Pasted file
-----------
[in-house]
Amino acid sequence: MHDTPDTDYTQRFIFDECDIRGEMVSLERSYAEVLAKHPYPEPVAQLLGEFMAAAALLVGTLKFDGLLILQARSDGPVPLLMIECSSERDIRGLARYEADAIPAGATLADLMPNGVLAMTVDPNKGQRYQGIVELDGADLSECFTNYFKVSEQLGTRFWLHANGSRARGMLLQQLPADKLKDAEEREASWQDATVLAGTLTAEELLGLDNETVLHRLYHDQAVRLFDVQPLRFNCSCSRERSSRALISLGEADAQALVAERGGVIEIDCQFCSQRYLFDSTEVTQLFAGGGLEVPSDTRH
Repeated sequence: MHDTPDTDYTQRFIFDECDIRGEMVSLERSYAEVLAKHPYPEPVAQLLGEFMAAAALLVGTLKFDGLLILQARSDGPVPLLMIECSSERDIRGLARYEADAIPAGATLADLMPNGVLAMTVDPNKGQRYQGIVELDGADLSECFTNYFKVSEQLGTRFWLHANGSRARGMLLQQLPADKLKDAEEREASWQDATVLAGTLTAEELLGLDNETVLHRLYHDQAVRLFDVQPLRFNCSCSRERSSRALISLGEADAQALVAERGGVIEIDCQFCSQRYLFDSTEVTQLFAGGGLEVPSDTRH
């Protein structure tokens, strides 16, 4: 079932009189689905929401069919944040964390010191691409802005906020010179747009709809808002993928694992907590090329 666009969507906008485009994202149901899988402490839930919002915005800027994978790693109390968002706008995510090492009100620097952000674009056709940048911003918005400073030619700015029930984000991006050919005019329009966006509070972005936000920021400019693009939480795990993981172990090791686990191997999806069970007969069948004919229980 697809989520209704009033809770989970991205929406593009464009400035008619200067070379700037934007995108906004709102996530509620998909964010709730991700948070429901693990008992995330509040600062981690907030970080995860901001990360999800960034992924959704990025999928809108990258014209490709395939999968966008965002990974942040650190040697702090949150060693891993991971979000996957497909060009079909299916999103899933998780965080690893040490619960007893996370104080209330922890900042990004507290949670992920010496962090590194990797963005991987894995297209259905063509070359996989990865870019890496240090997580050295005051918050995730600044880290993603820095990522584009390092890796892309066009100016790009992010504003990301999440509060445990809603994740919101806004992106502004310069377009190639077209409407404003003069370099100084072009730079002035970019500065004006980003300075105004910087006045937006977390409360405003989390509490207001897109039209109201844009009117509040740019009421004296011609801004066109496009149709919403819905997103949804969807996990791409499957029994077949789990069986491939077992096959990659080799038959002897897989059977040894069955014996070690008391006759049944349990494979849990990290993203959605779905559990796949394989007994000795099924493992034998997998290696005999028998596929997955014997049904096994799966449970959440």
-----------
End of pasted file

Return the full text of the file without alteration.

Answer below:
[in-house]
Amino acid sequence: MHDTPDTDYTQRFIFDECDIRGEMVSLERSYAEVLAKHPYPEPVAQLLGEFMAAAALLVGTLKFDGLLILQARSDGPVPLLMIECSSERDIRGLARYEADAIPAGATLADLMPNGVLAMTVDPNKGQRYQGIVELDGADLSECFTNYFKVSEQLGTRFWLHANGSRARGMLLQQLPADKLKDAEEREASWQDATVLAGTLTAEELLGLDNETVLHRLYHDQAVRLFDVQPLRFNCSCSRERSSRALISLGEADAQALVAERGGVIEIDCQFCSQRYLFDSTEVTQLFAGGGLEVPSDTRH
Repeated sequence: MHDTPDTDYTQRFIFDECDIRGEMVSLERSYAEVLAKHPYPEPVAQLLGEFMAAAALLVGTLKFDGLLILQARSDGPVPLLMIECSSERDIRGLARYEADAIPAGATLADLMPNGVLAMTVDPNKGQRYQGIVELDGADLSECFTNYFKVSEQLGTRFWLHANGSRARGMLLQQLPADKLKDAEEREASWQDATVLAGTLTAEELLGLDNETVLHRLYHDQAVRLFDVQPLRFNCSCSRERSSRALISLGEADAQALVAERGGVIEIDCQFCSQRYLFDSTEVTQLFAGGGLEVPSDTRH
């Protein structure tokens, strides 16, 4: 079932009189689905929401069919944040964390010191691409802005906020010179747009709809808002993928694992907590090329 666009969507906008485009994202149901899988402490839930919002915005800027994978790693109390968002706008995510090492009100620097952000674009056709940048911003918005400073030619700015029930984000991006050919005019329009966006509070972005936000920021400019693009939480795990993981172990090791686990191997999806069970007969069948004919229980 697809989520209704009033809770989970991205929406593009464009400035008619200067070379700037934007995108906004709102996530509620998909964010709730991700948070429901693990008992995330509040600062981690907030970080995860901001990360999800960034992924959704990025999928809108990258014209490709395939999968966008965002990974942040650190040697702090949150060693891993991971979000996957497909060009079909299916999103899933998780965080690893040490619960007893996370104080209330922890900042990004507290949670992920010496962090590194990797963005991987894995297209259905063509070359996989990865870019890496240090997580050295005051918050995730600044880290993603820095990522584009390092890796892309066009100016790009992010504003990301999440509060445990809603994740919101806004992106502004310069377009190639077209409407404003003069370099100084072009730079002035970019500065004006980003300075105004910087006045937006977390409360405003989390509490207001897109039209109201844009009117509040740019009421004296011609801004066109496009149709919403819905997103949804969807996990791409499957029994077949789990069986491939077992096959990659080799038959002897897989059977040894069955014996070690008391006759049944349990494979849990990290993203959605779905559990796949394989007994000795099924493992034998997998290696005999028998596929997955014997049904096994799966449970959440």